Bridging the nutrition gap in healthcare

Fortified food products are a lifeline for patients whose diets need a boost

From Blue Bunny.

A good appetite is something we may take for granted. However, people who are ill, recovering from injury or surgery, elderly or depressed may be unable or unwilling to eat enough for proper nourishment. Helping them obtain the calories, protein, vitamins and minerals they need is a major challenge for registered dietitians in healthcare.

While serving a good, balanced meal is the ideal, provided a patient is willing and able to eat it, in some cases a nutritionally fortified food product may better meet the individual’s immediate needs, dietitians say.

“If I can get a person to eat a plate of watermelon, blueberries, salmon and brown rice, then absolutely I am going for the real food first,” says Roberta Anding, RD, a registered dietitian and a spokesperson for the Academy of Nutrition and Dietetics. “But if a person can’t or won’t eat because they don’t feel good or are in too much pain, I have to come up with Plan B or Plan C to make sure that person’s nutritional needs are met.”

In her more than 30 years in clinical dietetics, Anding says that she has at times used fortified juices and soft drinks for supplemental feeding. Such products are part of a growing array of enhanced foods for the healthcare segment. They may be used if a person has difficulty eating because of a broken jaw, has greater nutritional needs because they are recovering from surgery, burns or wounds, is losing a significant amount of weight involuntarily or has lost appetite due to dementia or the effects of multiple medications. For cancer patients, chemotherapy and radiation also may put a damper on appetite.

“To me, this is where nutritionally fortified foods can fill a gap,” says Anding.

It is especially important for elderly people to maintain their appetite, because involuntary weight loss in this age group can augur serious health issues, Anding says.

That’s why staff members at Maria-Joseph Nursing and Rehabilitation Center in Dayton, Ohio, watch residents carefully for diminished appetite. “The longer it slips, the harder it is to get it turned around,” says Suzanne Cryst, RD, CSG, LD, director of nutrition services.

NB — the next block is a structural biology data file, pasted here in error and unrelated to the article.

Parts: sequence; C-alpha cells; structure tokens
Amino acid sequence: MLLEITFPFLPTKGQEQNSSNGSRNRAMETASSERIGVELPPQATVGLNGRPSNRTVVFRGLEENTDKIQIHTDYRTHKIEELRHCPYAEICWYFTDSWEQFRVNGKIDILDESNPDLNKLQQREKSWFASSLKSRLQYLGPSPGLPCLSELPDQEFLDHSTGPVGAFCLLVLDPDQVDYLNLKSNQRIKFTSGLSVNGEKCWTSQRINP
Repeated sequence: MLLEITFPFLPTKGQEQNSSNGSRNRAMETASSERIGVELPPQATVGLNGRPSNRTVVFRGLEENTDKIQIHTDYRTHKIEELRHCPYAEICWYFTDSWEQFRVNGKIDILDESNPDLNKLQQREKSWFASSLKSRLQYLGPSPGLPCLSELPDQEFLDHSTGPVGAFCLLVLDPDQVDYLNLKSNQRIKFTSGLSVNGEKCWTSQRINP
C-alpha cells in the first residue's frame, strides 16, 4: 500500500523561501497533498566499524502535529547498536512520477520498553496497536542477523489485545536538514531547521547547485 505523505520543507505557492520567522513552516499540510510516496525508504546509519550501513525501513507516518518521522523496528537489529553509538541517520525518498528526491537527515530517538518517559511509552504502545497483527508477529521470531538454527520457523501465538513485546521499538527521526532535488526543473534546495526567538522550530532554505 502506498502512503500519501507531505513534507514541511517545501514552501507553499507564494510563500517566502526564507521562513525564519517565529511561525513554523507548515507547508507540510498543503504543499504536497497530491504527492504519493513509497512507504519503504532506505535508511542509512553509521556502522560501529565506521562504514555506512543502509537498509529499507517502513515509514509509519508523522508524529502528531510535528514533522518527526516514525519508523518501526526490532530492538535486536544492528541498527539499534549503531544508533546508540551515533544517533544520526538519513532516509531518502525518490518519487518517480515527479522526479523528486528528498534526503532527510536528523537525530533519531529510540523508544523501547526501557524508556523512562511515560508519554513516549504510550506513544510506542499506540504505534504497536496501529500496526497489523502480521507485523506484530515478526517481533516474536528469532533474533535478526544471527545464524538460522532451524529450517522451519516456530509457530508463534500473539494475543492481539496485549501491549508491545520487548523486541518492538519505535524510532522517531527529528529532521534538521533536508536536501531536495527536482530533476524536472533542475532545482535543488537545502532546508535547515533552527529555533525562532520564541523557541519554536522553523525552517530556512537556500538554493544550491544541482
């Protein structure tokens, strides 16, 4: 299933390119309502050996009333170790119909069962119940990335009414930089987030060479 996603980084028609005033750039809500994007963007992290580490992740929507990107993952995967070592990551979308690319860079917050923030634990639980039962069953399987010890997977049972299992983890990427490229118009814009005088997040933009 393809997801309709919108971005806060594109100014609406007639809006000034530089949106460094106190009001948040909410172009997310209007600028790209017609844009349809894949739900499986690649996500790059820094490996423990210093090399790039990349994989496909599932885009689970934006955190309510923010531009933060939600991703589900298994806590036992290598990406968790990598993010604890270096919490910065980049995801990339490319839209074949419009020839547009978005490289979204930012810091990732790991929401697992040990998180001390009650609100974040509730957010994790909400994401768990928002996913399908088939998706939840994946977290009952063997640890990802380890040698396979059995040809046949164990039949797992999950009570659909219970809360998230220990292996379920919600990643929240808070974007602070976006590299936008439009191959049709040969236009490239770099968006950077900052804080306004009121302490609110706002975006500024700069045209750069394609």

Serving a fortified food like nutrient-supplemented ice cream can reawaken interest in eating among those who have lost it, Cryst says.

“You look for things that tempt them,” says Cryst. “Ice cream is a comfort food. It doesn’t look like it is enhanced or has more calories. I don’t want to say it’s a fooler, but you don’t have to tell them what’s in it.”
Although it is common for dietary departments to fortify their own foods by blending in protein powder and other supplements, having a prepackaged fortified product like an ice cream cup also can come in handy.

“It is convenient, easy to serve and don’t look manipulated,” says Cryst. “It looks and tastes normal. And it makes the patient feel ‘I am normal. I am not different.’”

Blue Bunny NUTRIplus™ Supplemental Ice Cream is real ice cream loaded with nutrients to supplement diets that may need a boost. Serve it directly from the freezer (no waiting) or at room temperature. These nourishing treats come in Vanilla Cup, Cherry Chocolate Cup and Orange Creme Cup flavors.  For more information, visit www.bluebunny.com/foodservice or call 800-807-8221.

More From FoodService Director

Industry News & Opinion

Foodservice operators and other employers in New York City are adjusting to a new law that enforces paid time off for staff who have been the victims of certain crimes.

Called paid safe leave, the benefit is believed to be among the first of its kind in the nation. A more limited version has been in effect in Minneapolis since last summer.

The New York law applies to employees who have been the victims of actual or threatened domestic violence, unwanted sexual contact, stalking or human trafficking.

Workers can also opt for safe paid leave if a member of their...

Industry News & Opinion

A Massachusetts bill to end lunch shaming has been stalled in the House, reports South Coast Today.

The House chair of the Education Committee voted on Tuesday for further study of the bill, which would prevent schools from throwing away hot lunches and/or serving an alternative meal to students behind on lunch payments. Under the bill, schools would also be unable to bar students with unpaid balances from participating in extracurricular activities.

Additionally, the bill asks schools to take action in reducing families’ meal debt by helping families apply for free or...

Industry News & Opinion

The University of California, Santa Cruz is converting its Cowell Coffee Shop into a “multi-service basic needs cafe” to aid students facing food insecurity .

The new cafe is being created through a partnership with dining services, the school’s center for Agroecology and Sustainable Food Systems and UCSC’s Cowell College. Due to open at the start of the fall semester, the lower part of the cafe will continue to be a study space for students (with free coffee and tea) and will also host nutrition and financial wellness programming.

Upstairs, the kitchen will be used as a...

Managing Your Business
quitting job

What prompts foodservice managers to clean out their offices and head out with a last paycheck? A new survey suggests the triggers may be changing with the times.

The canvass of 2,000 restaurant professionals, conducted by placement firm Gecko Hospitality, shows lifestyle issues abounding among the top 10 reasons for parting with a restaurant employer last year.

Here are the gender-specific lists:

Top 10 reasons female managers leave

1. Better opportunity

2. Unemployed

3. Relocation

4. Not satisfied

5. No growth

6. Long...

FSD Resources

Code for Asynchronous jQuery Munchkin Tracking Code